Student drinking patterns and blood alcohol concentration on commercially organised pub crawls in the UK

Author(s): Quigg Z, Hughes K, Bellis MA


Background: Commercial student pub crawls are associated with high levels of alcohol consumption, and are of growing concern amongst public health and student bodies. However, little is currently known about drinking behaviours whilst participating in these events.

Methods: A questionnaire was implemented amongst 227 students attending commercial pub crawls across three UK events. Questions established alcohol consumption patterns up to the point of interview and throughout the remaining night out, and pub crawl experience. Breathalyser tests were used to measure breath alcohol concentration (converted to blood alcohol concentration [BAC]) at interview. Analyses used chi squared, Mann-Whitney U, Kruskal-Wallis and logistic regression.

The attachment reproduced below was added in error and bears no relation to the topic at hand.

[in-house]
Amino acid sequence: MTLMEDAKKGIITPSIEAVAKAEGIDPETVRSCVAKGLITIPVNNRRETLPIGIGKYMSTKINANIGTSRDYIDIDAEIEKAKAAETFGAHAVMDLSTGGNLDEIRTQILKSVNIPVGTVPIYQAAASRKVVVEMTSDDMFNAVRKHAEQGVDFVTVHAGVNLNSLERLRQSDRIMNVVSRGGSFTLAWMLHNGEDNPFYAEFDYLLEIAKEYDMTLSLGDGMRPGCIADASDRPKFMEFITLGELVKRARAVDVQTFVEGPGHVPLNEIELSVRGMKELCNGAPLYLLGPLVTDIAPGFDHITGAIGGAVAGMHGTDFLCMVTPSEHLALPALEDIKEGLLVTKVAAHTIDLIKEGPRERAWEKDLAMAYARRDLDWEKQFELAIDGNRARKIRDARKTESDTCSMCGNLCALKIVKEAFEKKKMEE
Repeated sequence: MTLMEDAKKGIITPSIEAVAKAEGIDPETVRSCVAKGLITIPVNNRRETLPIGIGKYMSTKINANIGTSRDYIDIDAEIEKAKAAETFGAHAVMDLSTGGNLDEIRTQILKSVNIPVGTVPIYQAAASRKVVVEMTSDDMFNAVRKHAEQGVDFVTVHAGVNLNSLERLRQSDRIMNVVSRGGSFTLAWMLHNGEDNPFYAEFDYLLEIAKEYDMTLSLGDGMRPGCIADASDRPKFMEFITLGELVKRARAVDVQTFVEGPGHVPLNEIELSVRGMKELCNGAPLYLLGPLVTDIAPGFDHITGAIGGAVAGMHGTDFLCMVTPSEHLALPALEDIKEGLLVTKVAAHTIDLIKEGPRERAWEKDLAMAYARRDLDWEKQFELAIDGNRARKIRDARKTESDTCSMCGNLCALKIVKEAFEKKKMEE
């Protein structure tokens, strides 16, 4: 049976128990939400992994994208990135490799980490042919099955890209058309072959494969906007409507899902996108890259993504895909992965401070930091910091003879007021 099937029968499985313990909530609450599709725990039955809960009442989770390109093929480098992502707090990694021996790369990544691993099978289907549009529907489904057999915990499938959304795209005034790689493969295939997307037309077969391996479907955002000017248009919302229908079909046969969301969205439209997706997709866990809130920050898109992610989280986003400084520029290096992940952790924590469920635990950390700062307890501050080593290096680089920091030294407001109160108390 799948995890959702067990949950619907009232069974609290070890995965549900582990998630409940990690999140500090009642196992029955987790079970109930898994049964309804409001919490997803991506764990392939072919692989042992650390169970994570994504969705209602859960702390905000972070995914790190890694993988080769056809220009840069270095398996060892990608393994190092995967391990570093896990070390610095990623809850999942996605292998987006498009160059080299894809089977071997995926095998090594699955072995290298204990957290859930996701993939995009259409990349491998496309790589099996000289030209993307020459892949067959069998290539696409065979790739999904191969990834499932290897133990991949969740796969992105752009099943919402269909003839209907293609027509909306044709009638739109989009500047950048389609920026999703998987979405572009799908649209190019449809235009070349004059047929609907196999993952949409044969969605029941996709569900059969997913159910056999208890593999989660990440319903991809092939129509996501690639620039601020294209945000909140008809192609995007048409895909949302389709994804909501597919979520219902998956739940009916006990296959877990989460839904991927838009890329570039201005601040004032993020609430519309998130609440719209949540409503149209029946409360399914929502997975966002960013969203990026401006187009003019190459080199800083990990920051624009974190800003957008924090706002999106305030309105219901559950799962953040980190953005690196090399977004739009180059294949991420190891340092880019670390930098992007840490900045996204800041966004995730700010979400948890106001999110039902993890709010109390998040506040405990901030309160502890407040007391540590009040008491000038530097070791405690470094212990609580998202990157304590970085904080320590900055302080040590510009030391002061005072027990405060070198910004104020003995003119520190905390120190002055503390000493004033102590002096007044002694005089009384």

Results: 94.3% of participants had consumed alcohol, 90.9% of whom reported preloading. Drinkers reported consuming a median of 10.0 alcohol units (80g of pure alcohol) up to the point of interview (range one-40.6), with estimated total consumption over the evening exceeding 16units (range three-70.6). Median BAC of drinkers at the time of interview was 0.10%BAC (range 0.00-0.27). High BAC (>0.08%; at interview) was associated with having not eaten food in the four hours prior (AOR 4.8, p<0.01), time spent drinking (AOR 1.4, p<0.01) and number of units drank per hour (AOR 1.2, p<0.01).

Conclusions: Measures to prevent high levels of alcohol consumption before and during commercial pub crawls should aim to alter drinking behaviours such as preloading and rapid and excessive drinking. Organisers, local authorities, universities and students should all be involved in ensuring the effective management of pub crawls, including implementation of harm prevention measures.

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